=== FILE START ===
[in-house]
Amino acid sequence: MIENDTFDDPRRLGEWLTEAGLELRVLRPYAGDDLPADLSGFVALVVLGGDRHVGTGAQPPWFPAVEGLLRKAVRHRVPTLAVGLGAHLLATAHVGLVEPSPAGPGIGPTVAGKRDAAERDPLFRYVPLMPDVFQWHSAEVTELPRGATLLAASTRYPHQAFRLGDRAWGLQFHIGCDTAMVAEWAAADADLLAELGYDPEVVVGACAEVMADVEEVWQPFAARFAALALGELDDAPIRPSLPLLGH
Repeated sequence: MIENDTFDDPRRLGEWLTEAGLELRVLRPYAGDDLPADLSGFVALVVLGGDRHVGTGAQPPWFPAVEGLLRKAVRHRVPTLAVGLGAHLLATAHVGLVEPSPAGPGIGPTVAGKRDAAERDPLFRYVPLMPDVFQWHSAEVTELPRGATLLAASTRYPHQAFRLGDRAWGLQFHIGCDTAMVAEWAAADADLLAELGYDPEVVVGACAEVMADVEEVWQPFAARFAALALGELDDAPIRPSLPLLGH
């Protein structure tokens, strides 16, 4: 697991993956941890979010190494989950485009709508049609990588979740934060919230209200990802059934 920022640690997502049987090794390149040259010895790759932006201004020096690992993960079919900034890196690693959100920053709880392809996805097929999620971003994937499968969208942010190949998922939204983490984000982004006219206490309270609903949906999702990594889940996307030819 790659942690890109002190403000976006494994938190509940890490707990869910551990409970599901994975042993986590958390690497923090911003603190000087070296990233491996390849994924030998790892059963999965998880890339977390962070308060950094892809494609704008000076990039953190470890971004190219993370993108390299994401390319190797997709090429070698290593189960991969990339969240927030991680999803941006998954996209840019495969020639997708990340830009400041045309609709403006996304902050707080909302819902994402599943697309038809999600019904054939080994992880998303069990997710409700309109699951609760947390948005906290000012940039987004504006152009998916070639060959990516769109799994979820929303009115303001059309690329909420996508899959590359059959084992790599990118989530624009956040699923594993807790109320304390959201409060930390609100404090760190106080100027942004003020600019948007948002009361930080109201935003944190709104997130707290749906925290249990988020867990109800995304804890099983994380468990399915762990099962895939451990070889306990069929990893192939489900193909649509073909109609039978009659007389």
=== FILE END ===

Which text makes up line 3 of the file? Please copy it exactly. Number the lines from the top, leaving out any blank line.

Repeated sequence: MIENDTFDDPRRLGEWLTEAGLELRVLRPYAGDDLPADLSGFVALVVLGGDRHVGTGAQPPWFPAVEGLLRKAVRHRVPTLAVGLGAHLLATAHVGLVEPSPAGPGIGPTVAGKRDAAERDPLFRYVPLMPDVFQWHSAEVTELPRGATLLAASTRYPHQAFRLGDRAWGLQFHIGCDTAMVAEWAAADADLLAELGYDPEVVVGACAEVMADVEEVWQPFAARFAALALGELDDAPIRPSLPLLGH